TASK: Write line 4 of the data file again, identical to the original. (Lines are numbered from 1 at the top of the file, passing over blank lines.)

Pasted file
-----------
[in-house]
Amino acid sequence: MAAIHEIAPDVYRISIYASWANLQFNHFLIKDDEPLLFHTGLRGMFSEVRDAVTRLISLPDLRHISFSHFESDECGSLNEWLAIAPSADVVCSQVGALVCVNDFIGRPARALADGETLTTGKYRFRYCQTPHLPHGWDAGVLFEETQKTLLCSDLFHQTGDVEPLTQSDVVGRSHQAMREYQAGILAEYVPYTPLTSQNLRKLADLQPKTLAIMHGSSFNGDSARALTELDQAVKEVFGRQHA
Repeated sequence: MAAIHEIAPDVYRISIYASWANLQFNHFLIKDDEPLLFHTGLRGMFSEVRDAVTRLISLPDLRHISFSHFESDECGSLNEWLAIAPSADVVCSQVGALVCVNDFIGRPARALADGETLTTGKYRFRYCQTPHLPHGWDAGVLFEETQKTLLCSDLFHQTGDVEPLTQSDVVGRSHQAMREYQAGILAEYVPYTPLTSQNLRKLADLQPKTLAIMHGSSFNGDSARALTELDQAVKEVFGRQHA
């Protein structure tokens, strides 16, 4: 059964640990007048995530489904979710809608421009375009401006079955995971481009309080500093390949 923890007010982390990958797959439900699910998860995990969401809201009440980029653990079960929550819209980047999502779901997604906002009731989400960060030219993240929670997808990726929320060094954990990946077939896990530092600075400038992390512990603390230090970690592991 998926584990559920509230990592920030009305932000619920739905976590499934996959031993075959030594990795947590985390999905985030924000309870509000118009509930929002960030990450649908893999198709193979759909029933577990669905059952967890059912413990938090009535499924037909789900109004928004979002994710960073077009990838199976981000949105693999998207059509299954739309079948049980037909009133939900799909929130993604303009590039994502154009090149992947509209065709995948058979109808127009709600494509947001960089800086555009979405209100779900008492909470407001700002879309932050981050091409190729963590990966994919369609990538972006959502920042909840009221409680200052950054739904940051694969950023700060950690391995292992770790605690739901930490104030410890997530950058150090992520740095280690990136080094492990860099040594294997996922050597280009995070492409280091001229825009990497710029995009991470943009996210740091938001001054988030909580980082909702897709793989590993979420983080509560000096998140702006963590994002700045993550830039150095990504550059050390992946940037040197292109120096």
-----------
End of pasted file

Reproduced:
């Protein structure tokens, strides 16, 4: 059964640990007048995530489904979710809608421009375009401006079955995971481009309080500093390949 923890007010982390990958797959439900699910998860995990969401809201009440980029653990079960929550819209980047999502779901997604906002009731989400960060030219993240929670997808990726929320060094954990990946077939896990530092600075400038992390512990603390230090970690592991 998926584990559920509230990592920030009305932000619920739905976590499934996959031993075959030594990795947590985390999905985030924000309870509000118009509930929002960030990450649908893999198709193979759909029933577990669905059952967890059912413990938090009535499924037909789900109004928004979002994710960073077009990838199976981000949105693999998207059509299954739309079948049980037909009133939900799909929130993604303009590039994502154009090149992947509209065709995948058979109808127009709600494509947001960089800086555009979405209100779900008492909470407001700002879309932050981050091409190729963590990966994919369609990538972006959502920042909840009221409680200052950054739904940051694969950023700060950690391995292992770790605690739901930490104030410890997530950058150090992520740095280690990136080094492990860099040594294997996922050597280009995070492409280091001229825009990497710029995009991470943009996210740091938001001054988030909580980082909702897709793989590993979420983080509560000096998140702006963590994002700045993550830039150095990504550059050390992946940037040197292109120096």